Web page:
The trial by combat of Rebecca begins. The stake at which she is to be burnt has already been prepared, and is surrounded by sticks of wood. A crowd has assembled. Rebecca is taken to a black chair which has been placed near the pile of wood. She retains her dignified manner. There is a flourish of trumpets and the combat is announced. No champion appears for Rebecca, but she asks for more time. The Grand Master grants her request. De Bois-Guilbert makes one last plea to her to flee with him on his horse. She refuses. In the nick of time, a champion appears for Rebecca. It is Ivanhoe. In the contest, Ivanhoe and his horse are felled. De Bois-Guilbert also falls. Ivanhoe takes his sword and demands that De Bois-Guilbert yields. But there is no answer. De Bois-Guilbert is dead. The Grand Master declares that the judgment of God has been made.
The Grand Master orders that Rebecca be freed. Then Richard the Lion-hearted arrives with a band of armed men. He had been intending to be Rebecca’s champion. He orders one of his knights of arrest Malvoisin for treason, and then tells the Grand Master that the flag of England now flies over the castle, rather than the flag of the Templar Order. For a few moments it appears as if there may be a violent conflict between Richard’s forces and the Knights Templar. But the Templars depart without a fight. The Grand Master says he will appeal to the Pope because Richard has usurped the privileges of the Order. During the tumult of the Templars’ retreat, Isaac and Rebecca slip away unnoticed. The Earl of Essex, who accompanied Richard, tells Ivanhoe that Richard has sent his brother John back to their mother, to wait until the disorder dies down. Some little while later, Cedric gives his consent to the marriage of Ivanhoe and Rowena, and also softens his dislike of the Normans, since Richard treats him well. The marriage of Ivanhoe and Rowena is attended by Normans and Saxons alike, and acts as a pledge of peace and harmony between the races. The next day Rebecca visits Rowena to convey her thanks to Ivanhoe. She and Isaac are leaving England for Spain. She gives Rowena an expensive necklace. Rowena tries to persuade her not to leave England, but Rebecca is adamant. Ivanhoe and Rowena have a long and happy marriage.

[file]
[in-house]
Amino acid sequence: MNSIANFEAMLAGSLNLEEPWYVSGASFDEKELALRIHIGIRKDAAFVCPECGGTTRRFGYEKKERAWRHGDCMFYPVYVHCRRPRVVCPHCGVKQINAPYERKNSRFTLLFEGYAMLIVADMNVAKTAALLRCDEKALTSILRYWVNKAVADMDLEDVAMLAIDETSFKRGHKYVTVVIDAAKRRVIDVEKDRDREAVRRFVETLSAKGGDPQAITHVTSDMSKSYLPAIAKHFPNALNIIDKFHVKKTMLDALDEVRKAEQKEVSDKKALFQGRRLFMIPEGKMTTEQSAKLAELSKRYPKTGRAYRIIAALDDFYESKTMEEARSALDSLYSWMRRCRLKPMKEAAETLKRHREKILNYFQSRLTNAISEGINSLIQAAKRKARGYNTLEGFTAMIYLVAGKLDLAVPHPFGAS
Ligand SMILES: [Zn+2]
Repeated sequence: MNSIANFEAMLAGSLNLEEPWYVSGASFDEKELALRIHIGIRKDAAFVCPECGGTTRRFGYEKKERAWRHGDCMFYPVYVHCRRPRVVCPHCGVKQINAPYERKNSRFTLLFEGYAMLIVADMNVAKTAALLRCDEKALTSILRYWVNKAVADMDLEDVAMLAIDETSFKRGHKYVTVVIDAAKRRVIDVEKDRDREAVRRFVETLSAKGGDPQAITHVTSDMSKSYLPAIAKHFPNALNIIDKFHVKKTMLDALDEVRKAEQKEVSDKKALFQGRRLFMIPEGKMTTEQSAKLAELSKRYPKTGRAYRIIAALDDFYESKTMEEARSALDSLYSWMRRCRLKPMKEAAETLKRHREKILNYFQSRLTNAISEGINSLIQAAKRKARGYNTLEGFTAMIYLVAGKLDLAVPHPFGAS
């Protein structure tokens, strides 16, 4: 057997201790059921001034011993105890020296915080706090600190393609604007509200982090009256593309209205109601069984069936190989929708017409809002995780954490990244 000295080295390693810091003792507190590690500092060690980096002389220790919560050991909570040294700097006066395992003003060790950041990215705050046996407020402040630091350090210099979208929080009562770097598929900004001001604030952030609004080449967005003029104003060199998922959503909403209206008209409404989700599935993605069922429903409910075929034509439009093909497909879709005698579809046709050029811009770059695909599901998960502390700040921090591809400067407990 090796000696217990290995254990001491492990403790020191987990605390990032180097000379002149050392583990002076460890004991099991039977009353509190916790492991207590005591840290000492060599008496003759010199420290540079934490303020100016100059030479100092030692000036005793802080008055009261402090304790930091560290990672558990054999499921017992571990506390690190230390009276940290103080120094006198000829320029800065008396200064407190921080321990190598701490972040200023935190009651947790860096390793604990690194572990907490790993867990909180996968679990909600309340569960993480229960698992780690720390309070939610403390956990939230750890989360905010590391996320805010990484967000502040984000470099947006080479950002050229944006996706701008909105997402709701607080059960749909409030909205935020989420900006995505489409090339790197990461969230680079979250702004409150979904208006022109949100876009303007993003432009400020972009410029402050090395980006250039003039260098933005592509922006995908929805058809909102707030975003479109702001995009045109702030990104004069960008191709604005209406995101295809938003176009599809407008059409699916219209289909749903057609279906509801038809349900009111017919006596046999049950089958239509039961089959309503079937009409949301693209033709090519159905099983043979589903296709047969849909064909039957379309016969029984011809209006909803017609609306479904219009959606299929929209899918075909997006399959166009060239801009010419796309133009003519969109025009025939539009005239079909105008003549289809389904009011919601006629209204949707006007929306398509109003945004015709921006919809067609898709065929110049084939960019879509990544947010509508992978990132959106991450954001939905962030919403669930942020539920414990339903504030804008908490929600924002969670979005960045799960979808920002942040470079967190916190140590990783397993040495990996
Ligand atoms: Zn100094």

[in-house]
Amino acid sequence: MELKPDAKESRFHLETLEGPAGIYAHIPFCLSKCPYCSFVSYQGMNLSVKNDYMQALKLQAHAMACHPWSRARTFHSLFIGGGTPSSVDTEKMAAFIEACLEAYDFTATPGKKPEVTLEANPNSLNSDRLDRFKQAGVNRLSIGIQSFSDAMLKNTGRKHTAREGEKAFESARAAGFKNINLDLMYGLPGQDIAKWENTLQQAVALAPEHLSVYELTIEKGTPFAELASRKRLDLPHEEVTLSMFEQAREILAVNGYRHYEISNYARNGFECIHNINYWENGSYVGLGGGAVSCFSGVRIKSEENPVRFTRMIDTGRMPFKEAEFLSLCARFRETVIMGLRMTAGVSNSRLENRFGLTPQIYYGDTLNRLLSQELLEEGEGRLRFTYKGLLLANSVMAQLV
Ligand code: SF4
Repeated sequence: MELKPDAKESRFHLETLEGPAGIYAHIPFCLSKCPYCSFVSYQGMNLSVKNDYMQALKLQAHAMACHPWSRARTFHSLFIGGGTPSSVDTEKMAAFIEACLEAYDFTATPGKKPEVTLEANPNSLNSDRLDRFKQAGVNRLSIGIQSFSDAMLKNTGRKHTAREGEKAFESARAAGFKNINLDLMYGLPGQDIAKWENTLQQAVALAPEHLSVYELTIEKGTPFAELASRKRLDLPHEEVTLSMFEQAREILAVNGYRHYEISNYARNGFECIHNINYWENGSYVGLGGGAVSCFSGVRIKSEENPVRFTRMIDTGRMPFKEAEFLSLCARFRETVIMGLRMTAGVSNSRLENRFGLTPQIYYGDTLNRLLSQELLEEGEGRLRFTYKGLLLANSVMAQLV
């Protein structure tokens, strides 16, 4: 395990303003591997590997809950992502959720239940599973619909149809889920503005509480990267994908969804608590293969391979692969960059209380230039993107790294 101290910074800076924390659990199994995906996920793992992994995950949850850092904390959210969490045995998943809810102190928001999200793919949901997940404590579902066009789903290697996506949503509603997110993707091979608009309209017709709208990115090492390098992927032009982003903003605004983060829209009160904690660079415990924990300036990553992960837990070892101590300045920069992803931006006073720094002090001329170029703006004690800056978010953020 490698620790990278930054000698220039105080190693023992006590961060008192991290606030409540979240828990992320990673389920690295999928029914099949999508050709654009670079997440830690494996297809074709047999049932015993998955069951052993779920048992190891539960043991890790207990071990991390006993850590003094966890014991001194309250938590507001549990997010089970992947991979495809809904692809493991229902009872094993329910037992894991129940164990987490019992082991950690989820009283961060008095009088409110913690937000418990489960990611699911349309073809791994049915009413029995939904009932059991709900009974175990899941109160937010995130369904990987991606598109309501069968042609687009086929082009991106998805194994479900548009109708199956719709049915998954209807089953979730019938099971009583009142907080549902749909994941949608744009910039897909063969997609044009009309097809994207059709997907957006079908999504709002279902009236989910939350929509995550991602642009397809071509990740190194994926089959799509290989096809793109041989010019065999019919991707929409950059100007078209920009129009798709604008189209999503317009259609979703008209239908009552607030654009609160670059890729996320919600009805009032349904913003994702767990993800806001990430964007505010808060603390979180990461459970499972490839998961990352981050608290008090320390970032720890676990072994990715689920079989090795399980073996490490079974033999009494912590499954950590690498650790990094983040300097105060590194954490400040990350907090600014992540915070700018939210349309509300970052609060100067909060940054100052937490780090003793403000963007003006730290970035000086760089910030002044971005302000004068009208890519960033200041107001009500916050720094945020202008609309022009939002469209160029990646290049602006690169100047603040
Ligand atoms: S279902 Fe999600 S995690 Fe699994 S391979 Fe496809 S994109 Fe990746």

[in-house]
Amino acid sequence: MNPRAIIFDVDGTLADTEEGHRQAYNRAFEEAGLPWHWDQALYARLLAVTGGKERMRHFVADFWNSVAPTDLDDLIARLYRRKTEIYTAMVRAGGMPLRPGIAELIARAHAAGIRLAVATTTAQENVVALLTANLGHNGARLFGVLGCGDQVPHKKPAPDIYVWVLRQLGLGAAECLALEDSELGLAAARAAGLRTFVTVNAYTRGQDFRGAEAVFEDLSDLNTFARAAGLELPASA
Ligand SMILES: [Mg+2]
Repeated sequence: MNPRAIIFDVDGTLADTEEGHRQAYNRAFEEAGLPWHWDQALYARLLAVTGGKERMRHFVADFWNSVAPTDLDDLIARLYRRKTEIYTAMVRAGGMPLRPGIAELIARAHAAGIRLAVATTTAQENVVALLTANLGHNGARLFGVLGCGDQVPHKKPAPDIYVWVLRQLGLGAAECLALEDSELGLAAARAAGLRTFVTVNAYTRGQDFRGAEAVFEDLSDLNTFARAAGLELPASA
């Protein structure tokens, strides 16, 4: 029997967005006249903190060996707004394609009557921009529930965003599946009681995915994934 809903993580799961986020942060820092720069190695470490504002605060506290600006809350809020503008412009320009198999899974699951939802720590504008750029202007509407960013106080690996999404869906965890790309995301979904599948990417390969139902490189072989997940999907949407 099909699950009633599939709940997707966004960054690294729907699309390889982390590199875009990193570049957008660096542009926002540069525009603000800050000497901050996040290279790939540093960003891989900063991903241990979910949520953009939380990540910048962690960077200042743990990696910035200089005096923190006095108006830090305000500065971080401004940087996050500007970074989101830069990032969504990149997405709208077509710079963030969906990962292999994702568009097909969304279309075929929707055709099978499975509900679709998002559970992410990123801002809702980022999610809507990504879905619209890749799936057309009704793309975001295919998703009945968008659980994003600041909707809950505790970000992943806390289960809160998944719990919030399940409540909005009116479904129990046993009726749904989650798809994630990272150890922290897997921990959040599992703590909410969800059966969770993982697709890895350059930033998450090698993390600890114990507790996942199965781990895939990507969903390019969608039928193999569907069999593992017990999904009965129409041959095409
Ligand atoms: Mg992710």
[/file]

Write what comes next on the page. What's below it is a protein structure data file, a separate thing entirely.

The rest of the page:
De Bois-Guilbert’s death is a strange one. He dies “unscathed by the lance of his enemy . . . a victim to the violence of his own contending passions.” The idea is that he is fatally divided against himself. He can not reconcile his need as a proud knight to show prowess in battle, with his infatuation with Rebecca and his desire to protect her. Having De Bois-Guilbert die in this way also spares Ivanhoe the responsibility of killing him, which might have cast a shadow over his triumph. Throughout the novel, Ivanhoe kills no one; he is an unblemished hero.
These final chapters further characterize Richard, but the portrayal of him is more ambivalent than that of Ivanhoe. He is generous and gracious, and knows how to get along with nobleman and commoner alike. His mild treatment of Prince John, who plotted against him, is to his credit. However, Richard does not go uncensored by Scott. An example occurs in Chapter XLI, when Ivanhoe dares to question Richard’s habit of journeying alone and undertaking “rash adventures.” But Richard does not listen to him, and Ivanhoe realizes that it is impossible “to contend with the wild spirit of chivalry which so often impelled his master upon dangers which he might easily have avoided.” This forms part of Scott’s critical attitude to chivalry.